“Change or die” was the advice given to international NGOs in the recently published voluminous report The Future of Aid – INGOs in 2030. If NGOs want to continue their assistance, they will have to take into consideration the essential role of local aid organizations in the countries in question. Local NGOs have better access to the people in need of help, better physical access to areas where they are rooted, and better cultural access because they speak the victims’ language, understand their needs, and can channel their aid accordingly. In vulnerable areas in particular, victims and their local leaders trust organizations familiar to them more than help ‘from elsewhere’. Moreover, local NGOs don’t leave once the first problems have been solved; created by the people themselves, they are rooted in society and are there to stay.
Can aid be neutral?
It’s important that local organizations are neutral, impartial, and independent. But this can prove challenging. How do you remain neutral in a conflict in which you yourself and your own community are involved? How can you remain resistant to the importance of designated funds and parties whose financial support you need to continue working?
These sorts of conflict situations demand a partnership between local and international organizations. A partnership based on balanced, long-term collaboration. And we should be aware that international NGOs too can be accused of being biased, as was evidenced in post-war Afghanistan. Local organizations there identified the entire Western presence, including international aid organizations, with the interests of the West and Karzai.
The humanitarian system of financing should also be designed more honestly. Governments, the biggest financial contributors to humanitarian aid, channel 64% of their money via UN organizations such as WFP and UNHCR. NGOs receive 19% of all of the available funds. Three-fourths of this amount goes to international – northern – NGOs like MSF, Save the Children and Oxfam; national and local NGOs together receive only a paltry 2.1% in direct funding (Figures 2015).
A bigger voice
Organizations in the South justifiably want a bigger voice in how aid to their own communities is given. More balanced relationships and partnerships as well as more recognition for the role of local NGOs in allocating funds and making decisions are needed to truly help the growing group of people who are victims of disasters and conflicts. So it’s important that, as a sector, we strive to share knowledge, power, and means in order to create a more honest, effective, and inclusive humanitarian system. Fortunately, there is increasing attention to this issue, partly thanks to the agreements made during the World Humanitarian Summit 2016 and recorded in the Grand Bargain. There are also international lobby initiatives such as Charter4Change, whose second annual meeting was held October 10 and 11 in The Hague. With 29 signatories, a significant part ACT Alliance members, Charter4Change wants to realize localization. This week it was agreed upon that local NGOs get an active role to hold the signatories accountable for the commitments they signed up to.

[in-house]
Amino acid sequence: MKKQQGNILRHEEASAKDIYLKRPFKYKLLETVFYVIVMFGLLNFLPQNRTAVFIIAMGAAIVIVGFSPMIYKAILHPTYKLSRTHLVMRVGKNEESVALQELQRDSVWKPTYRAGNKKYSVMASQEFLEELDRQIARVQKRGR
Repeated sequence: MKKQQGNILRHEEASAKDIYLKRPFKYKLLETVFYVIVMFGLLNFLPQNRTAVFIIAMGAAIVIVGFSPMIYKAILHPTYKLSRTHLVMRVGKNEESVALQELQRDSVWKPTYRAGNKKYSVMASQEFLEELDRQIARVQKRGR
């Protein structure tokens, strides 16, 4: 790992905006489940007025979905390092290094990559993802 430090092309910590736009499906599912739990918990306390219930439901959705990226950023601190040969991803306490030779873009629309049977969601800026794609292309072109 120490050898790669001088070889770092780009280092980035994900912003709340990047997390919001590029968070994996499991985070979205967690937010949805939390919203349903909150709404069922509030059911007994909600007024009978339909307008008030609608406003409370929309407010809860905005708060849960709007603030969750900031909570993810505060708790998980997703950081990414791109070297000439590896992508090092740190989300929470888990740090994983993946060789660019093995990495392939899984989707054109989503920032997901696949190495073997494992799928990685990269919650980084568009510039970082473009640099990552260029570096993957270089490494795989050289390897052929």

Reflecting on our own role
A balanced partnership means more than simply giving a percentage of the funds to local actors. It entails a new way of thinking. It means that, as an aid organization, we must dare to reflect on our own role and examine what we can do to become better partners with local organizations. Rather than using them as instrumental subcontractors, we should help them to become fully fledged, independent actors in society as we gradually make ourselves superfluous. ICCO and Kerk in Actie are emphasizing this approach via their international network ACT Alliance. On October 12, ACT Alliance aid workers met for this self-reflection and examination in The Hague in an effort to make localization a reality. We agreed to increase the Rapid Response Fund and to work more and more in consortia.
Local aid organizations in Bangladesh and Nepal are working day and night to provide relief to the victims of the floods, also if there is no media attention anymore. They deserve our support. Patterns are hard to break. After a disaster, we tend to fall back into our familiar routines. But we need to choose a different path: better local preparation, capacity-building, and real partnerships in which local actors play an increasingly bigger role.
Marinus Verweij is chair of the Board of Directors for ICCO, based in Utrecht, Netherlands.
This commentary originally appeared on the ICCO website on 13 October, 2017.